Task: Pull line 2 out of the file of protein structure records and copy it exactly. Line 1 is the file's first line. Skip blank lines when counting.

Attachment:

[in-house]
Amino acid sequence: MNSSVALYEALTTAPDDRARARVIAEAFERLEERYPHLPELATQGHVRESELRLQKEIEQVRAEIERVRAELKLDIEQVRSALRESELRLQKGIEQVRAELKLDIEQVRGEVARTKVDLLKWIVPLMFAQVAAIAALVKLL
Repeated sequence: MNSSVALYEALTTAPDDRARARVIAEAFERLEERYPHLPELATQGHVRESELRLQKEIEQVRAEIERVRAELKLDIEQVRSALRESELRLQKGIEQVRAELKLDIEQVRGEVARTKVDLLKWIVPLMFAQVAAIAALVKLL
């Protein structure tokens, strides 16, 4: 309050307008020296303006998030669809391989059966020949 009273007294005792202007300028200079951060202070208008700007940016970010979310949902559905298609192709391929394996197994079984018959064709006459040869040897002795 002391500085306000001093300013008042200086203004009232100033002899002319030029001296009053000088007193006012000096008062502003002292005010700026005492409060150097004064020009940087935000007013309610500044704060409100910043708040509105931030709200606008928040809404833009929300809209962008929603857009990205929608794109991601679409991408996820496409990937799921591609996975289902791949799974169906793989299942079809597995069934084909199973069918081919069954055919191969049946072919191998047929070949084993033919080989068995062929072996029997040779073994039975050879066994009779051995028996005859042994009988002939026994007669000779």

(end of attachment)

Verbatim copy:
Amino acid sequence: MNSSVALYEALTTAPDDRARARVIAEAFERLEERYPHLPELATQGHVRESELRLQKEIEQVRAEIERVRAELKLDIEQVRSALRESELRLQKGIEQVRAELKLDIEQVRGEVARTKVDLLKWIVPLMFAQVAAIAALVKLL